Barrett’s Facts

facts-barrettsThe most encouraging Barrett’s facts for someone diagnosed with this condition is Barrett’s can be managed quite easily and it usually does not lead to further complications.

Barrett’s esophagus is a severe medical condition of the esophagus that is caused in patients already suffering from Gastroesophageal reflux disease (GERD). The esophagus or the food pipe is responsible for carrying food and other liquids to the stomach. In the Barrett’s esophagus condition, the tissue lining along the food pipe is the most affected and the normal tissue lining is replaced by an abnormal lining that resembles the intestinal lining. Hence, this medical condition is also referred to as the intestinal metaplasia.

Facts Related to Barrett’s Esophagus

There is a lot of information surrounding the Barrett’s esophagus condition that most GERD patients and other people are unaware of. Let us take a look at some of the facts.

  1. One of the important Barrett’s facts is that this chronic condition doesn’t occur in all patients who have GERD. Only a small percentage of patients (10%-15%) with GERD go on to develop Barrett’s Esophagus.
  2. Since, this esophagus condition doesn’t have any known or visible symptoms, it is important to undergo diagnosis in order to determine the existence of this condition.
  3. There are different methods of diagnosing Barrett’s esophagus condition although the primary method is endoscopy. This procedure reveals an abnormally pink lining in the esophagus, which resembles the cells of the intestine also known as goblet cells. A biopsy of the tissue lining is used for confirming the same.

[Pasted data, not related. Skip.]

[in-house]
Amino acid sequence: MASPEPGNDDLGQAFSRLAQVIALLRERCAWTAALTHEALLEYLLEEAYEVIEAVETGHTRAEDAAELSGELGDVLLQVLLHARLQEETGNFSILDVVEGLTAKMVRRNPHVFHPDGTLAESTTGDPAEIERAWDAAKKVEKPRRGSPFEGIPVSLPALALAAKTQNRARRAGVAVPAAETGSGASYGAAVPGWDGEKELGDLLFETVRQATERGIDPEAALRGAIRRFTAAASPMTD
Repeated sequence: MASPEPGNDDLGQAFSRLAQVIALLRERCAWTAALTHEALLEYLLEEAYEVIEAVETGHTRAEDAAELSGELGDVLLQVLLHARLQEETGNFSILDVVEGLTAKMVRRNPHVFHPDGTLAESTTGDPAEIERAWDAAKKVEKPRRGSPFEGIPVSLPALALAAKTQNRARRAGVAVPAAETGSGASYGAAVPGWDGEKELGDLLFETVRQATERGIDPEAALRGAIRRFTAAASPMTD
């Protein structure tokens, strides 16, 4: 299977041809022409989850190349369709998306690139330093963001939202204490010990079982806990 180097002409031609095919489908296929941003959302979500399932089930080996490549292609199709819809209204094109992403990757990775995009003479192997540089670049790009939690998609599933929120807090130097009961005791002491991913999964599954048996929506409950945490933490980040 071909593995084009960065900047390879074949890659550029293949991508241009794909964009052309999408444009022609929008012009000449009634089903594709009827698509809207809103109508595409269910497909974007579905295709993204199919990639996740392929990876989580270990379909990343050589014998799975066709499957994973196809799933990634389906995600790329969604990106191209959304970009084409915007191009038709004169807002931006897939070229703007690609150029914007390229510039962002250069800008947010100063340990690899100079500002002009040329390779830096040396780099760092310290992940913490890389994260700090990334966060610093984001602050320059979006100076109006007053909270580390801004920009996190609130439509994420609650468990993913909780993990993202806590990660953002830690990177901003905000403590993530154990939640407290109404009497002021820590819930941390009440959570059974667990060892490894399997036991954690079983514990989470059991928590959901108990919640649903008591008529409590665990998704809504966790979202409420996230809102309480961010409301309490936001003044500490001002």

4. Currently, there are no specific criteria needed for screening GERD patients for possible Barrett’s esophagus condition. Those patients who should not be taken off their ongoing acid suppression therapy can undergo screening endoscopy for determination of this condition.
  5. The abnormal change in the lining of the cells including their structure and appearance is known as Dysplasia. The cells can become malignant or cancerous if the condition moves from low grade to high grade Dysplasia.
  6. One of the important Barrett’s facts related to diagnosis is that this medical condition is considered as a pre-malignant condition for esophageal cancer and gastroesophageal adenocarcinoma. In fact, dysplasia is also considered as a pre-malignant condition. It is not necessary that all Barrett’s esophagus patients will develop cancer of the esophagus but a high risk of adenocarcinoma cannot be ruled out.
  7. If a patient has been diagnosed with dysplasia then periodic endoscopic biopsy becomes necessary. Biopsy is performed for Barrett’s mucosa to ascertain dysplasia.
  8. One of the known Barrett’s facts is that patients with high probability of dysplasia should undergo biopsy surveillance of Barrett’s esophagus at least twice annually. If dysplasia is not revealed then it is recommended to perform surveillance once every 3 years.
  9. If a patient has been identified with low grade dysplasia, then endoscopic biopsy surveillance is necessary and should be performed once every 6 months for an indefinite period of time.
  10. If a patient has been identified with high grade dysplasia then the management involves immediate biopsy to rule out adenocarcinoma. The most common procedure for esophageal cancer and high grade dysplasia is Esophagectomy, which involves surgical removal of the esophagus.
  11. Last but not the least; if a diagnosis for Barrett’s esophagus condition reveals uncertain results then it is recommended to take a second opinion as diagnosis for Barrett’s is more expensive than GERD.